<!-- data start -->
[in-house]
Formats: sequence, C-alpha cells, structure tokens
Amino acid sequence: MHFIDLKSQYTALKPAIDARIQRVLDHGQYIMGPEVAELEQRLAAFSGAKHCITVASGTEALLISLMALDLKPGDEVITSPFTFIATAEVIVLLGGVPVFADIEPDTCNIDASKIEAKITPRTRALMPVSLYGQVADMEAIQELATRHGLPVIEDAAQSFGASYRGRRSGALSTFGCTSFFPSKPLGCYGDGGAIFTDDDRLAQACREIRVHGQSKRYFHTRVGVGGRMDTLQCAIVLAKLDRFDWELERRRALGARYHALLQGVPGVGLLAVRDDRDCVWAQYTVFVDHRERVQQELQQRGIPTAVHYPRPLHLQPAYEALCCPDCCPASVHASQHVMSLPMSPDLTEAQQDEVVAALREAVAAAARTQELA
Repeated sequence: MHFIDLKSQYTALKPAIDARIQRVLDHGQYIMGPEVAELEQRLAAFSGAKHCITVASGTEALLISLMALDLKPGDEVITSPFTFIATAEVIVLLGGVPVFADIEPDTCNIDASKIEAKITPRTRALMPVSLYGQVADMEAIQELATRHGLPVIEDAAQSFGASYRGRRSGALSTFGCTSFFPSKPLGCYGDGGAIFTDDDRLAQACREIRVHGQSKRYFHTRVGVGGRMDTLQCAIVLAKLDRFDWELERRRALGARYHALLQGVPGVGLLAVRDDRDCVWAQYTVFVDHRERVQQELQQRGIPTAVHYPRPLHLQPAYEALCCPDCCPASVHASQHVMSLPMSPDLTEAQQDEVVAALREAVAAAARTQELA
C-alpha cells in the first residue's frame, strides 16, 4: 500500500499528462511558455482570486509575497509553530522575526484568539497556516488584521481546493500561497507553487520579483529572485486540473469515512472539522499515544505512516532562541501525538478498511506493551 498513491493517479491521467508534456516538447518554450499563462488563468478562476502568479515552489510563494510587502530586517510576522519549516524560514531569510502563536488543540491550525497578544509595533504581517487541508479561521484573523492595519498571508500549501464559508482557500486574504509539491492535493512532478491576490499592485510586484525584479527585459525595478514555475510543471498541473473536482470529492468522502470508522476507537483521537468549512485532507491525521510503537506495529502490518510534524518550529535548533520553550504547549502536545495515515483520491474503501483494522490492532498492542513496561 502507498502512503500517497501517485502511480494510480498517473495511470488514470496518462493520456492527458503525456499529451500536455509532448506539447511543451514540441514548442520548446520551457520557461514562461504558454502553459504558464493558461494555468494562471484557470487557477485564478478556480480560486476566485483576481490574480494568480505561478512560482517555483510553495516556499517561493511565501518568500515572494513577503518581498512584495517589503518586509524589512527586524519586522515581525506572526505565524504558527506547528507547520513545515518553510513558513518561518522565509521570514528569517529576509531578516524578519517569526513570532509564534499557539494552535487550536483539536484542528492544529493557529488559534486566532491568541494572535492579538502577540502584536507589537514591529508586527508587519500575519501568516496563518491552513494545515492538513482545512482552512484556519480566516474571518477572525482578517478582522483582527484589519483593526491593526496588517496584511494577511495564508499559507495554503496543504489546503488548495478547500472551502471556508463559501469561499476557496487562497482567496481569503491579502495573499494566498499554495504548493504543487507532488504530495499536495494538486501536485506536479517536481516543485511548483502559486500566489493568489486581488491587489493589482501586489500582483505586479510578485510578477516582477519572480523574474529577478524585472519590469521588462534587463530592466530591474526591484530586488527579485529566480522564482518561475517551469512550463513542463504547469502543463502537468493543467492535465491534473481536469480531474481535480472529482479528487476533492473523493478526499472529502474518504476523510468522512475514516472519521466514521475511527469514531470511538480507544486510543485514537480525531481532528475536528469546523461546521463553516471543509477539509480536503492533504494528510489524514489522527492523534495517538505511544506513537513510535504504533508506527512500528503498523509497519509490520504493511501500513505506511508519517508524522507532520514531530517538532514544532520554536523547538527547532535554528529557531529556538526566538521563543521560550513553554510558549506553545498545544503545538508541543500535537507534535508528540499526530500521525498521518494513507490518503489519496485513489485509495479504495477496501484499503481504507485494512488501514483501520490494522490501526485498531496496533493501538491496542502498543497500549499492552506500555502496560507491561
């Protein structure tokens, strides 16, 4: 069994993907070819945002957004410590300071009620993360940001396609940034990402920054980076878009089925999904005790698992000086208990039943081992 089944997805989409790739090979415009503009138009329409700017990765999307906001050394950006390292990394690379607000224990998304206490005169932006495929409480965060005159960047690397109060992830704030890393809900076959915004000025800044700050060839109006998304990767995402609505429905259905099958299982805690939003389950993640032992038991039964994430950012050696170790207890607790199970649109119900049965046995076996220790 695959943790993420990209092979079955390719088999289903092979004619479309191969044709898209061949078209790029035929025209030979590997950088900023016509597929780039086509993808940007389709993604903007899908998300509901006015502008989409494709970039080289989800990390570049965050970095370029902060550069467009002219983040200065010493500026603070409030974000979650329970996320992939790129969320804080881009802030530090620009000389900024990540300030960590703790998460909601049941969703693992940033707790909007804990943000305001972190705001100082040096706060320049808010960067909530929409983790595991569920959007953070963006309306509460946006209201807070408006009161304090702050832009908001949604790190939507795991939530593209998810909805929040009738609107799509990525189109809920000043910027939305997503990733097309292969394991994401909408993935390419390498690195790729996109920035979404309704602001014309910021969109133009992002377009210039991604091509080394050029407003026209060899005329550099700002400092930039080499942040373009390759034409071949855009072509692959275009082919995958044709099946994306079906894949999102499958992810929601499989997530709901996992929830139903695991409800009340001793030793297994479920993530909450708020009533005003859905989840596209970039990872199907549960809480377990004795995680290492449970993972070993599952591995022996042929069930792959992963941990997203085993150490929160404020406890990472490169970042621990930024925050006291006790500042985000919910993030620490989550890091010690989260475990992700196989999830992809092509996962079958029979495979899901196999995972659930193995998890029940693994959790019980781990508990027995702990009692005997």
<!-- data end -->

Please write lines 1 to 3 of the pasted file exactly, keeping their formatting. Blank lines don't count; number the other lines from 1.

[in-house]
Formats: sequence, C-alpha cells, structure tokens
Amino acid sequence: MHFIDLKSQYTALKPAIDARIQRVLDHGQYIMGPEVAELEQRLAAFSGAKHCITVASGTEALLISLMALDLKPGDEVITSPFTFIATAEVIVLLGGVPVFADIEPDTCNIDASKIEAKITPRTRALMPVSLYGQVADMEAIQELATRHGLPVIEDAAQSFGASYRGRRSGALSTFGCTSFFPSKPLGCYGDGGAIFTDDDRLAQACREIRVHGQSKRYFHTRVGVGGRMDTLQCAIVLAKLDRFDWELERRRALGARYHALLQGVPGVGLLAVRDDRDCVWAQYTVFVDHRERVQQELQQRGIPTAVHYPRPLHLQPAYEALCCPDCCPASVHASQHVMSLPMSPDLTEAQQDEVVAALREAVAAAARTQELA